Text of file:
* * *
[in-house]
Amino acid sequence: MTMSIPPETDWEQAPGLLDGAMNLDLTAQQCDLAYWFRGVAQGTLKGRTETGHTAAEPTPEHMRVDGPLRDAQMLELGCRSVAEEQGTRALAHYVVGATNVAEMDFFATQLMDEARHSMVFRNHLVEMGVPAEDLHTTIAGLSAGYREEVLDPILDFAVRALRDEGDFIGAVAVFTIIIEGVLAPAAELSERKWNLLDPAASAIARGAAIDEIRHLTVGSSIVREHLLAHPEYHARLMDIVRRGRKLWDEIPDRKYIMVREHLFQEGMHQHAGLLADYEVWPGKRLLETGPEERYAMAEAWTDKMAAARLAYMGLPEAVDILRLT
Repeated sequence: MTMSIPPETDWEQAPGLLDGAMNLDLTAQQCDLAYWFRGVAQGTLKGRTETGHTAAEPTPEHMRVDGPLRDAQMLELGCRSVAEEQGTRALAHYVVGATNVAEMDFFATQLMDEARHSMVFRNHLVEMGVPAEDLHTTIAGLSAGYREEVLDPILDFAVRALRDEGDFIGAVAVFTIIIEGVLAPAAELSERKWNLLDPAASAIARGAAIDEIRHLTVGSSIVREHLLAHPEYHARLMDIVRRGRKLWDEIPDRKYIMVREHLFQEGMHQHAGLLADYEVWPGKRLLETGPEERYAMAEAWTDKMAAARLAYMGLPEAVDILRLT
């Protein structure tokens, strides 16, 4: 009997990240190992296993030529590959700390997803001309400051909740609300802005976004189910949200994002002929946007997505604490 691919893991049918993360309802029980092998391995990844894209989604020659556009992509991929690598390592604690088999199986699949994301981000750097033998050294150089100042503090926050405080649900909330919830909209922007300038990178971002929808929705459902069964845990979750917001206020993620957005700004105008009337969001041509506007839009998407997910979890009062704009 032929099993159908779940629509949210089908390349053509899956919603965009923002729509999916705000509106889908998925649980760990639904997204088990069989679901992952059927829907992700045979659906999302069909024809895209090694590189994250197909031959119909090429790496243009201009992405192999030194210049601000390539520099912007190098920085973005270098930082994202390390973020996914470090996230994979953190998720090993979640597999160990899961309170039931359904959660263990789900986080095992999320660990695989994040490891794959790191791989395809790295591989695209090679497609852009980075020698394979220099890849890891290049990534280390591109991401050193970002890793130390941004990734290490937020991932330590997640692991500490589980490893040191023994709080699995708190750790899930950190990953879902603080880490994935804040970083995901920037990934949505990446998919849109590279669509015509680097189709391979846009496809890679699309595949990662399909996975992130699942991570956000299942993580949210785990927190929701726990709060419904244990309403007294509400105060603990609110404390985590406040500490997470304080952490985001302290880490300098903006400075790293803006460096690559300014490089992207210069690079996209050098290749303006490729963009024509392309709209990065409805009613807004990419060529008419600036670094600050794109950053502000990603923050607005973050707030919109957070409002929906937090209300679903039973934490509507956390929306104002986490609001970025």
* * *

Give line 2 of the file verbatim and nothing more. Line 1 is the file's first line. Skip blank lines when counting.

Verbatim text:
Amino acid sequence: MTMSIPPETDWEQAPGLLDGAMNLDLTAQQCDLAYWFRGVAQGTLKGRTETGHTAAEPTPEHMRVDGPLRDAQMLELGCRSVAEEQGTRALAHYVVGATNVAEMDFFATQLMDEARHSMVFRNHLVEMGVPAEDLHTTIAGLSAGYREEVLDPILDFAVRALRDEGDFIGAVAVFTIIIEGVLAPAAELSERKWNLLDPAASAIARGAAIDEIRHLTVGSSIVREHLLAHPEYHARLMDIVRRGRKLWDEIPDRKYIMVREHLFQEGMHQHAGLLADYEVWPGKRLLETGPEERYAMAEAWTDKMAAARLAYMGLPEAVDILRLT